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How Much Ventilation Does a Flat Roof Need? | Helpful Guide

How Much Ventilation Does a Flat Roof Need? | Helpful Guide

A flat roof is a type of roof that has no slope. In order to function properly, it needs ventilation from the inside and outside in order to avoid condensation from occurring.

This is where waterproof membranes come into play – they can provide protection against moisture while still allowing for natural ventilation. So, how much ventilation does a flat roof need?

What is Ventilation?

Ventilation is air that comes into a room from the outside. It makes the air in a house better to breathe and helps remove moisture from the air.

A Flat Roof's Ventilation Requirements

The Importance of Ventilation for Flat Roofs

A flat roof needs as much ventilation as it can get, but often, many flat roofs are not well ventilated. If there is little, or no ventilation at all, it can have a lot of problems.

Some of these are:

  • Moisture may accumulate on the roof surface. If this happens for extended periods of time (usually months/years), problems like mold and mildew will begin to appear.
  • The water that accumulates on the top side of the roof (usually called ponding water) may leak into the structure of the building.

This means that ventilation not only makes your home/roof better to live in, but it also makes roofs last longer and saves on energy costs.    

The Materials That Can Be Used for Ventilation

There are a few ways to ventilate a roof. The following are the most popular ones among them:

Metal ventilation pipe/tubes can be attached at regular intervals to the area of the flat roof. 

There should be an inlet on one side and an outlet on another, so that when wind blows through, it sucks/pushes air through these openings.

The metal tubes can also be made with insulated walls. This way, heat will not accumulate inside the tubes and damage them.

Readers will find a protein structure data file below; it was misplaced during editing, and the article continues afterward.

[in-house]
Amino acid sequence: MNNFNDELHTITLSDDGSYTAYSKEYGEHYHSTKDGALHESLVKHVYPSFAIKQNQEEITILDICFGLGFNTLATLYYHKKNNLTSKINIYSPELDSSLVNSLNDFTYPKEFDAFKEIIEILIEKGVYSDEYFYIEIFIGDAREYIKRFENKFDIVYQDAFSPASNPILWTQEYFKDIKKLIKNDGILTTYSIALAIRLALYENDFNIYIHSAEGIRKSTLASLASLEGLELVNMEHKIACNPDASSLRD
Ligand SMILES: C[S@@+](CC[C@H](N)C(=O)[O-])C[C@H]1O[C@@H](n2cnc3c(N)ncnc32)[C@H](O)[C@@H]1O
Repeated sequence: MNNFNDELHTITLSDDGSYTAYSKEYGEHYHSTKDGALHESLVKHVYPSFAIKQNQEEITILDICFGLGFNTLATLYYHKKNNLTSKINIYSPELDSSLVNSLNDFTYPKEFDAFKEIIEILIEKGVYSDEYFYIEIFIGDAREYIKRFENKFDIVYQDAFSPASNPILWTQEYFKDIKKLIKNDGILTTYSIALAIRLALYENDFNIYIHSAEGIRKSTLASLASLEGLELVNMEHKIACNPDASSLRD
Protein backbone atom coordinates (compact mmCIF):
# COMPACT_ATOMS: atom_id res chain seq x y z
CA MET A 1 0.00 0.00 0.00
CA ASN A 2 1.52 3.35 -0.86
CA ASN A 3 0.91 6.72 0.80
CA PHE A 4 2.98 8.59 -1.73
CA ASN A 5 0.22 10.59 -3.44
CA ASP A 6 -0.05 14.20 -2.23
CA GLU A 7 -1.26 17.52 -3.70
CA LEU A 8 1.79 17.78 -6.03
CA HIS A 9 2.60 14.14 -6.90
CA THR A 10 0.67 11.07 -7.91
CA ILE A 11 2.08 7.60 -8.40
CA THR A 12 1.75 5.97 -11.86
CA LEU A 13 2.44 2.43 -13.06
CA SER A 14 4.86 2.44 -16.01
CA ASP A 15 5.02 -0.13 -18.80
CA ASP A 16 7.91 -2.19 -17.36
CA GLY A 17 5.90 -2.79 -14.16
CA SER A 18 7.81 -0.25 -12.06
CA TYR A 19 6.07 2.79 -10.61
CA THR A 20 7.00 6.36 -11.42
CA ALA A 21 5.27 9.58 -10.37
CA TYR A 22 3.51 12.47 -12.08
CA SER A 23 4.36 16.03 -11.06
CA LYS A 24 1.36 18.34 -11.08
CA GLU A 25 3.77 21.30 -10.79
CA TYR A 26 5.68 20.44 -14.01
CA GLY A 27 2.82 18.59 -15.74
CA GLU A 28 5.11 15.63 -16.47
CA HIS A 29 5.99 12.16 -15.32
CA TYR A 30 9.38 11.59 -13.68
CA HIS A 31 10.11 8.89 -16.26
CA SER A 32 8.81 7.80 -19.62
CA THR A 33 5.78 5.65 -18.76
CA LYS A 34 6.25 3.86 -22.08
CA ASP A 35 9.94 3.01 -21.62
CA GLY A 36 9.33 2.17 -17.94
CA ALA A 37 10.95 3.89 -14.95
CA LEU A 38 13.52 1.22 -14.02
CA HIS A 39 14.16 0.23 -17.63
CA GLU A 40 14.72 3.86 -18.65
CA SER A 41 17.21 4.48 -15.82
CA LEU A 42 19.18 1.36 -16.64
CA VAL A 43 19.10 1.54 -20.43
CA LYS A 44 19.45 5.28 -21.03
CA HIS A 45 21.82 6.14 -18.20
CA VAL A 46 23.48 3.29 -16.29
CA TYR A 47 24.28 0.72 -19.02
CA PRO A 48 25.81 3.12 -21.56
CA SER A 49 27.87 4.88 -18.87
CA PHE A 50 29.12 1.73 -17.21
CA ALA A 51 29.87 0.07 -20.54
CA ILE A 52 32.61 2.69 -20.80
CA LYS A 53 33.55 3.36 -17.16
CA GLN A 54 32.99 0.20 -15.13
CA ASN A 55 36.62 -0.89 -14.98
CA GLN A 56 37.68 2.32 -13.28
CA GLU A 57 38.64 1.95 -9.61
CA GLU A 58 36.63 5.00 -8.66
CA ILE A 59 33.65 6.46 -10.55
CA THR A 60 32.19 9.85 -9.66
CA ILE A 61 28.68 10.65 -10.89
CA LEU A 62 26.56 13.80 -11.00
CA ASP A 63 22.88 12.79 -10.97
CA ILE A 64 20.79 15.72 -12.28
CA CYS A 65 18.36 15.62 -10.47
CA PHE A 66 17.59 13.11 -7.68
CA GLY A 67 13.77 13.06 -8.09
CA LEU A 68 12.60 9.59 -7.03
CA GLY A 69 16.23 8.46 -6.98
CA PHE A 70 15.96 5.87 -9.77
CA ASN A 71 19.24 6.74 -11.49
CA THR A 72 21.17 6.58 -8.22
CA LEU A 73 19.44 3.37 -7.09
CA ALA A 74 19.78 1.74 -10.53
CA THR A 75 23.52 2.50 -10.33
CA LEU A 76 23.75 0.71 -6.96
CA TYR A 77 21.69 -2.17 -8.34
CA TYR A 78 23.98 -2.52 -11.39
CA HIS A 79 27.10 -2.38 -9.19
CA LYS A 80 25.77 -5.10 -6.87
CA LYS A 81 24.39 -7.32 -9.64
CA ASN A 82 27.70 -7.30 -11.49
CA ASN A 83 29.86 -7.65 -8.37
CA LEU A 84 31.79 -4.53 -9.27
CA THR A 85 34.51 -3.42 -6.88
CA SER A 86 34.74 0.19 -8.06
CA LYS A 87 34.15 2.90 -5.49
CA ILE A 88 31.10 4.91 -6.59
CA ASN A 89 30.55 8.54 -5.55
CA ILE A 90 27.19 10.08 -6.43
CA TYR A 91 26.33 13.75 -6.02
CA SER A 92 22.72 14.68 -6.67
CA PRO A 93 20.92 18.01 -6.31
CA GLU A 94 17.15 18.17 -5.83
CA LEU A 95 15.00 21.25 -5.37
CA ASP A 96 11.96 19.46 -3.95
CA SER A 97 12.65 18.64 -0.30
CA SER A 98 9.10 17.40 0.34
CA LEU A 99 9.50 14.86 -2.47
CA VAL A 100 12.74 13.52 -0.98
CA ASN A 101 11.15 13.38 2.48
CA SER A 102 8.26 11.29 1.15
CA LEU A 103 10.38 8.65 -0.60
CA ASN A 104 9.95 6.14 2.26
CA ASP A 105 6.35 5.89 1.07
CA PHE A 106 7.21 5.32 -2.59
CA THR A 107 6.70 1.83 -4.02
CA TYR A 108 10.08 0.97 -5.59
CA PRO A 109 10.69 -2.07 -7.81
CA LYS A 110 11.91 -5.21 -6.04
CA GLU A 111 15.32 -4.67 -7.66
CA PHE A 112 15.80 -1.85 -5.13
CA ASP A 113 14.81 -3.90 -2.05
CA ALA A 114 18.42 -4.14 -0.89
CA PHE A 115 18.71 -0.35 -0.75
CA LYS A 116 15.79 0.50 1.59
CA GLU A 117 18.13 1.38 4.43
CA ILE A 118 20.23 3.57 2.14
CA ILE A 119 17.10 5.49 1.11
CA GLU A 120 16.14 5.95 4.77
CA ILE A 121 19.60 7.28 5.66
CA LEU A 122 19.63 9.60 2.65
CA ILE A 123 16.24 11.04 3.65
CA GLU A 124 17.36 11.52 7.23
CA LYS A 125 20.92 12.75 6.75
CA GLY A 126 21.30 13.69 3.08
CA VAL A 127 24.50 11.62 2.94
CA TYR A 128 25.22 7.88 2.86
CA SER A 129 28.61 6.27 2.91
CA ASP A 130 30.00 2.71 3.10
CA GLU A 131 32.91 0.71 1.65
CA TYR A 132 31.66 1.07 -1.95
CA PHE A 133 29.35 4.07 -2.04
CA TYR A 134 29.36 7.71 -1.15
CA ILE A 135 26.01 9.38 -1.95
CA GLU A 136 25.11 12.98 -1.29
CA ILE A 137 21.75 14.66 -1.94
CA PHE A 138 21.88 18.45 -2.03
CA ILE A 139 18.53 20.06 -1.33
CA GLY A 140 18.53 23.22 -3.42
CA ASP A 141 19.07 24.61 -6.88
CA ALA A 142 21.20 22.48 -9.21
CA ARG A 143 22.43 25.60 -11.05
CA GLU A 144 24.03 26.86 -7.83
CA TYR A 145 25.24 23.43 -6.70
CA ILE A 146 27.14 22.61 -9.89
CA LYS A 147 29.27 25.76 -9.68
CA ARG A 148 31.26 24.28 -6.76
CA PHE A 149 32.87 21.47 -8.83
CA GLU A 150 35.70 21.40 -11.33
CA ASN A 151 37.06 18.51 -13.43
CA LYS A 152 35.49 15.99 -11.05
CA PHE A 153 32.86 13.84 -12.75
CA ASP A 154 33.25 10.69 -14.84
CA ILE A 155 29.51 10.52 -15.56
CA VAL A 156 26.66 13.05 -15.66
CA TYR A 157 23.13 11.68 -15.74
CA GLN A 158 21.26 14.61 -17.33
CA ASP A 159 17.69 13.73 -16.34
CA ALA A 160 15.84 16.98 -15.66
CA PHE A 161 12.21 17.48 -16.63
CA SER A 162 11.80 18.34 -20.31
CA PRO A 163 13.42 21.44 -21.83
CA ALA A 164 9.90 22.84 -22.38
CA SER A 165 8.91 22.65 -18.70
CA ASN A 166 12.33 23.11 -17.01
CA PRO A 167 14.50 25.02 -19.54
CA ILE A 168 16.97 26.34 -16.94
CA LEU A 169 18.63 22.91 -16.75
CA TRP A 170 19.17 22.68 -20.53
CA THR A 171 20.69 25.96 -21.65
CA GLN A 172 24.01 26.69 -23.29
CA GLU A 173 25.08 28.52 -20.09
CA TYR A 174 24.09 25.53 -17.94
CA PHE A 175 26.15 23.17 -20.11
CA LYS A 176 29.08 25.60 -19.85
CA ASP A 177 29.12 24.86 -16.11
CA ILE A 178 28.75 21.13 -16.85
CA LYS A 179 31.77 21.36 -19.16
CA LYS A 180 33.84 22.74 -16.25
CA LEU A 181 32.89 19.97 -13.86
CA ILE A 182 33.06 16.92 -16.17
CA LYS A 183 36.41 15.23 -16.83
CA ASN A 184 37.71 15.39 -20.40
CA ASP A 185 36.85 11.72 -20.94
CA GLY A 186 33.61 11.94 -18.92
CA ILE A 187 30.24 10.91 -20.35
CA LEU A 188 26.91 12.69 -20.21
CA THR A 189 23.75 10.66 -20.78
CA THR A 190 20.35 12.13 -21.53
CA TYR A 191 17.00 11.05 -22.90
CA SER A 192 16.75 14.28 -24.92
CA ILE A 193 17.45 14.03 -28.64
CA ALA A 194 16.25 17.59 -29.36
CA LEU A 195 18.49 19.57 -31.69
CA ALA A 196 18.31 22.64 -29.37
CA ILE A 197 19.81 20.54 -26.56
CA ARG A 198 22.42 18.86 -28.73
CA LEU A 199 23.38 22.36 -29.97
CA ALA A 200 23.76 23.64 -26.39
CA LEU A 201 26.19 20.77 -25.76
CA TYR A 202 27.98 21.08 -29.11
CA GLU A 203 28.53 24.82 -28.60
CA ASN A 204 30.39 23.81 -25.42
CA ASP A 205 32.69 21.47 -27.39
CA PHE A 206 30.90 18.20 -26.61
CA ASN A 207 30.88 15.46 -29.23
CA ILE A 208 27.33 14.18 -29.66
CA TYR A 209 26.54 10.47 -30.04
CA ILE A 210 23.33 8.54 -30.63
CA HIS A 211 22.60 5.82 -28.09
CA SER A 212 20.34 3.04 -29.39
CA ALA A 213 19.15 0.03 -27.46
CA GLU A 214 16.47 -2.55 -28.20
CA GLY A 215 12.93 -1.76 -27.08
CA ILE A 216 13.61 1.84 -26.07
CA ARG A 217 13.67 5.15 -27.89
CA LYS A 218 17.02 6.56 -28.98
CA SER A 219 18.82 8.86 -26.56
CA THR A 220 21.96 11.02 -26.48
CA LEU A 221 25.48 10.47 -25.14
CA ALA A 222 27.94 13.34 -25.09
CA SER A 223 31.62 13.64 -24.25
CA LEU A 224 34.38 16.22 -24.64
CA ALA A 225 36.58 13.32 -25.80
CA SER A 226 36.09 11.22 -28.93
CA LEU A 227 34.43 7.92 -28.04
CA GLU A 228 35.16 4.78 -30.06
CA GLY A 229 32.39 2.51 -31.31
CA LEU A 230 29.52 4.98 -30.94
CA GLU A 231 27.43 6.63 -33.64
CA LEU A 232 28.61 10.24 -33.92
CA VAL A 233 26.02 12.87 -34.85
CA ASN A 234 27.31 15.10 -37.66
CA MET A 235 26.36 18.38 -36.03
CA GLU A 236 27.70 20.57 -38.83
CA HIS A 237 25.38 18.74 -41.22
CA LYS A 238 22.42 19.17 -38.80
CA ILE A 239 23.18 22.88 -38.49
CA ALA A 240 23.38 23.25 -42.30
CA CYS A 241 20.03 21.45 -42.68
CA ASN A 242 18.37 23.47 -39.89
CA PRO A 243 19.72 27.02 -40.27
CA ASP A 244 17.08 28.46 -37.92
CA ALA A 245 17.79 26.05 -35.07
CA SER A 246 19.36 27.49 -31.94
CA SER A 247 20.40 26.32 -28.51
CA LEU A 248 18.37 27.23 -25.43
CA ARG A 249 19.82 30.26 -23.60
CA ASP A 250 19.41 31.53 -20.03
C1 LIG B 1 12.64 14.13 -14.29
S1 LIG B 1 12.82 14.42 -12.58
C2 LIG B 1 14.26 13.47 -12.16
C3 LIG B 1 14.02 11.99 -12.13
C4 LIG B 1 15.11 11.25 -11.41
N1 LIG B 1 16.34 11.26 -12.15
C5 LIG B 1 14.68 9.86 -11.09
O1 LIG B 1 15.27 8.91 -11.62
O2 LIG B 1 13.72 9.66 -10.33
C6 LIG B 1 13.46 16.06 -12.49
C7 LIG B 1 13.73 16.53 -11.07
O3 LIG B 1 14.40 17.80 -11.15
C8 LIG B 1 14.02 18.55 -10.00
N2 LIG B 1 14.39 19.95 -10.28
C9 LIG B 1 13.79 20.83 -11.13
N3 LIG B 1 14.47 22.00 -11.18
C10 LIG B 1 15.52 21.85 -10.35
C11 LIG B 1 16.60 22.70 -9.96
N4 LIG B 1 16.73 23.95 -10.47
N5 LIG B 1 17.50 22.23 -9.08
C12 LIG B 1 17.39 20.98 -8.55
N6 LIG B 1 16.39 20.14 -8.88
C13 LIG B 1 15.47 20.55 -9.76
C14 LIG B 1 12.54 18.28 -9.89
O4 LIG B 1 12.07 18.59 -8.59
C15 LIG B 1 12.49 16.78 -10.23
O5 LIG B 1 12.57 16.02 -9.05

These are often seen to be very effective for ventilation.

Wood beams (or similar solid building materials) can run along the roof surface (flush to it), on different intervals. 

The air will circulate through these beams, because this makes it easy for wind to blow through them.

The drawback with this system is that it traps heat (which can build up over time), but they are still effective because the movement of the air will also distribute heat, instead of letting it accumulate at one place. 

However, there are some kinds of wood beams that have perforated sections in them, which will allow for more ventilation.

Roof tiles/slates can be made in such a way that they have openings on them, to make it easy for wind (and air) to blow through them and ventilate the roof surface. 

They are usually not very effective unless there is a system designed to cool down heat too.

How to Calculate How Many Ventilation Tubes You Need

It is quite easy to determine the number of ventilation tubes that are needed for a flat roof.

The first thing to do is find out how much area your roof covers (in terms of sq. footage), and multiply it by 0.09 (because you need 10% of the roof to be covered in ventilation pipes).